Lost in translation

I was out for dinner this past weekend with a girlfriend from the UK and we were laughing ourselves silly because there were a couple of times that I completely mistook what she was saying for something else. The two of us, although we were speaking the same language had the stories going in two very different directions. Needless to say, we had a great time laughing about how the exact same set of words could be understood in two very distinctly different ways. This fun night out laughing amongst my friends got me to thinking that the exact same thing happens sometimes but not in a positive and fun way, instead, when we mistakenly negatively perceive something that someone says to be the complete opposite of what was meant to be said. Why is it sometimes that we let our “self-talk” translate what other people are saying?

Self-Talk is that inner voice, the inner monologue that makes opinions and evaluates what you do, what you say, how you feel and how you “translate” what others are saying. Self-talk can be positive or negative, it is the negative type that is often destructive and limits ourselves from our full potential, to question ourselves and live in self-doubt. I did a quick search on the internet to verify something that I was pretty certain of, that people who suffer from clinical depression or mental illness tend to have higher levels of this form of negative self-talk. I know this, and was very personally reminded of this, this past week when my mother completely miss interpreted something that I had said in the most negative, completely wrong manner than what I had meant. Her negative self-talk concocted up this negative, hurtful translation of the words that came out of my mouth. In her mind, I said something that was perpetuated out of some miss-belief that her negative inner monologue convinced her to believe.

It’s unfortunate that sometimes what we “hear” is not in fact what was said at all. So aside from predispositions due to mental illness, why are some people more on the negative end then the positive end? What traits do people with positive self-talk tend to have? In the 1990’s, two gentleman: Peter Salovey and John D. Mayer coined the term 'Emotional Intelligence', describing it as "a form of social intelligence that involves the ability to monitor one’s own and others’ feelings and emotions, to discriminate among them, and to use this information to guide one’s thinking and action". People with higher EQ’s have more positive self-talk, they are more self- aware of their emotions and can react accordingly in social situations. There is a plethora of literature and education now available on this very topic, everything from books, on-line articles to full day seminars. I myself have read and taken a full day’s course on Emotional Intelligence and learned so much about myself, and how I can improve certain aspects of my EI that I may not have scored as high as I would have liked to have scored. It’s not always easy to be vulnerable to criticism, but to grow; one must truly learn to step outside of his/her comfort zone and take the feedback, take the analysis and be open to learning techniques on being better.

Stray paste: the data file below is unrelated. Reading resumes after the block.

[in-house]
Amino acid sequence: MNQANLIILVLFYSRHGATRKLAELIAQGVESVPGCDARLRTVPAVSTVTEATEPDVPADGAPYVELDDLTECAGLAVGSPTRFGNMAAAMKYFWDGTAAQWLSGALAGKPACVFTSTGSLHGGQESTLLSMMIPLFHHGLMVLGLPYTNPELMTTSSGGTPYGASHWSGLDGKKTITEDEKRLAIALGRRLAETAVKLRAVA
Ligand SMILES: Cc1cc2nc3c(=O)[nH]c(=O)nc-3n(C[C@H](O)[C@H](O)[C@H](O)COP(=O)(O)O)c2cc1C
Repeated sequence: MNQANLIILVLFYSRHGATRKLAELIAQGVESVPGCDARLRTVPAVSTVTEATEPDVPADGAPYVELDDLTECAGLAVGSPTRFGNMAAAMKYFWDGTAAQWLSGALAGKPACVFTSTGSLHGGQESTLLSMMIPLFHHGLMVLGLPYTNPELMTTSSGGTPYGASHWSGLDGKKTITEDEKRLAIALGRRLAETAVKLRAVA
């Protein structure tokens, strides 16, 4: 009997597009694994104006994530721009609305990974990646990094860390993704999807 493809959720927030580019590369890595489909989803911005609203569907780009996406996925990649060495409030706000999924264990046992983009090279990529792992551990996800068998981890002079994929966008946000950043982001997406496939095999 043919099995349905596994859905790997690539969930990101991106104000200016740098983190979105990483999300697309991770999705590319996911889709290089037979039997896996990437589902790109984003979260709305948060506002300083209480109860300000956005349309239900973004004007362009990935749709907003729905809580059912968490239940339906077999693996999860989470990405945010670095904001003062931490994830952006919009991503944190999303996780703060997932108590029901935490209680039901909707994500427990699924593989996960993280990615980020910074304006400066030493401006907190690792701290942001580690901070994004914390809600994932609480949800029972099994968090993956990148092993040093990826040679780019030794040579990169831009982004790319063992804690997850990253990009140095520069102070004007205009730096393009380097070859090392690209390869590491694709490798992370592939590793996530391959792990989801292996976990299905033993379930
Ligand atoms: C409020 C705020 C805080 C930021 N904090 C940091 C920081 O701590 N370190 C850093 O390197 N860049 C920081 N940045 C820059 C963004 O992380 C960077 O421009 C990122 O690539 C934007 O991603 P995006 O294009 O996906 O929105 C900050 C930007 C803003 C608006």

The self-talk will always be present, that inner voice is never going to be silenced, it is our job and our responsibility to try and train the positive voice to overpower the negative one. Are you aware of your self-talk? Aware of how you react to what people are saying or doing around you. One useful tool is to keep a journal to record your days and see if you find a pattern in triggers. Are there people or situations that trigger the positivity or conversely negativity more than others?

At the end of the day, we control the outcomes of how we deal with situations, how we interpret what people say. It is up to us to try and ensure that we do the most we can do to keep things from getting lost in translation.

Lina


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